|A meeting of UN Security Council's permanent members|
The UN Security Council's draft resolution on Iran, legally requiring Tehran to stop sensitive nuclear fuel work, needs to be fundamentally changed, Russian news agencies quoted Deputy Foreign Minister Sergei Kislyak as saying on Saturday.
The draft resolution "requires major changes," he said, according to Interfax and RIA-Novosti.
"It's too early to say what changes should be brought to the draft resolution to satisfy the Russian side. Consultations are ongoing," Kislyak was quoted by RIA-Novosti as saying.
Members of the United Nations Security Council were expected on Saturday to hold a new round of talks in New York on the resolution, which was put forward by London and Paris in response to international concern over the nature of Iran's nuclear programme.
The resolution would legally oblige Iran, under Chapter Seven of the UN Charter, to suspend uranium enrichment -- the process used to produce fuel for nuclear reactors and, potentially, the core material of an atomic bomb.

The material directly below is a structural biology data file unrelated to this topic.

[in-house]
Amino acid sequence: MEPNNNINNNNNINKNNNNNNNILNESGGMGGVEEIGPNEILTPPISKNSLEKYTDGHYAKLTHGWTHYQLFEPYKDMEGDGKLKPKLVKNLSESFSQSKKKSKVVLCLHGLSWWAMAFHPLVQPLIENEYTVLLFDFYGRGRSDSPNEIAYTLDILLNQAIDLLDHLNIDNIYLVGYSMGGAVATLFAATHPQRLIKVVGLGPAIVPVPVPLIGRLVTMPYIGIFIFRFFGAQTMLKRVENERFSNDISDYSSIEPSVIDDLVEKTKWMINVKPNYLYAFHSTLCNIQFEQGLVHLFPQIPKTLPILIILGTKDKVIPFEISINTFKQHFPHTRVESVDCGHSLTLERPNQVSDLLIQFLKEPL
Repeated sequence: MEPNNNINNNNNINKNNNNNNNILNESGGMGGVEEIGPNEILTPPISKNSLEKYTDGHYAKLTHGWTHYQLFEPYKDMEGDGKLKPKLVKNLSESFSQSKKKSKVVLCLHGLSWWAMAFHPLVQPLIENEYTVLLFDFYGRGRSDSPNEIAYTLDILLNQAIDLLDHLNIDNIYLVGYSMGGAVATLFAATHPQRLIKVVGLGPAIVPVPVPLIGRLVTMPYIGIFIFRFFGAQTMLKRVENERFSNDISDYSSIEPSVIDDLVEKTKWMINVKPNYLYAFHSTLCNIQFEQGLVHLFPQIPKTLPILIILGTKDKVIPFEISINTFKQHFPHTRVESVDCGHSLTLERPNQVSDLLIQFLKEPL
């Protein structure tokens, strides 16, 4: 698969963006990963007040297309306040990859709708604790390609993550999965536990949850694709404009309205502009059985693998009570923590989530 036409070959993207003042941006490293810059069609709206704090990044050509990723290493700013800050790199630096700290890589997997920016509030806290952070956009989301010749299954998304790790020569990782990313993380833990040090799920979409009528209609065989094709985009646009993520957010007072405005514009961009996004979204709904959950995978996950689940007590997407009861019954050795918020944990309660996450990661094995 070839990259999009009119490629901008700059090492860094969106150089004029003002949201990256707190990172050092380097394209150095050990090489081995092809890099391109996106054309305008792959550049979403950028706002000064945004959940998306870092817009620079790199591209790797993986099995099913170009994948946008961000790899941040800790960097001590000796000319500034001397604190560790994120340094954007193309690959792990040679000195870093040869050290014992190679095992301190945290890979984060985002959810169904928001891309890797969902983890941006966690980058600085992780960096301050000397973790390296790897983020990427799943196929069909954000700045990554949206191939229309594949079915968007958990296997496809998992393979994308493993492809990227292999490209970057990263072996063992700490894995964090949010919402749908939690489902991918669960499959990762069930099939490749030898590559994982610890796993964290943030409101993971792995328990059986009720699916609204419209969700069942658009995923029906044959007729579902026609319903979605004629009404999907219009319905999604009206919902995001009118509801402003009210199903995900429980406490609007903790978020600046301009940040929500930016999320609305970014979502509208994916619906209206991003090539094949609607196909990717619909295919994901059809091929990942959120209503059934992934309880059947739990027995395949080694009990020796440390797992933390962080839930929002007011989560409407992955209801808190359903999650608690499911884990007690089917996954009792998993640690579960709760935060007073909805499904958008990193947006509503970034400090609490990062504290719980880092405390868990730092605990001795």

If Iran does not comply the draft warns of unspecified "further measures", that would require the adoption of another UN resolution. Russia and China have firmly opposed talk of sanctions against Iran.
Russia "has come forward with an offer the essence of which is that Iran freeze uranium enrichment work for a time to work with the IAEA (International Atomic Energy Agency) to restore trust in the character of Iran's nuclear programme", Kislyak was quoted by ITAR-TASS as saying.
The international community's call for Iran to halt uranium enrichment work, however, "is not an aim in itself but a tool for restoring trust in their nuclear programme", Interfax reported him as saying.
Western powers suspect Iran is trying to build up a nuclear weapons capability under the cover of an atomic energy programme but Iran insists its nuclear aims are peaceful and has defended the country's right to develop civilian nuclear power.
Diplomats said earlier that a vote on the draft resolution was unlikely until after a meeting in New York on Monday of foreign ministers from the five permanent members of the Security Council -- Britain, China, France, Russia and the United States -- plus Germany.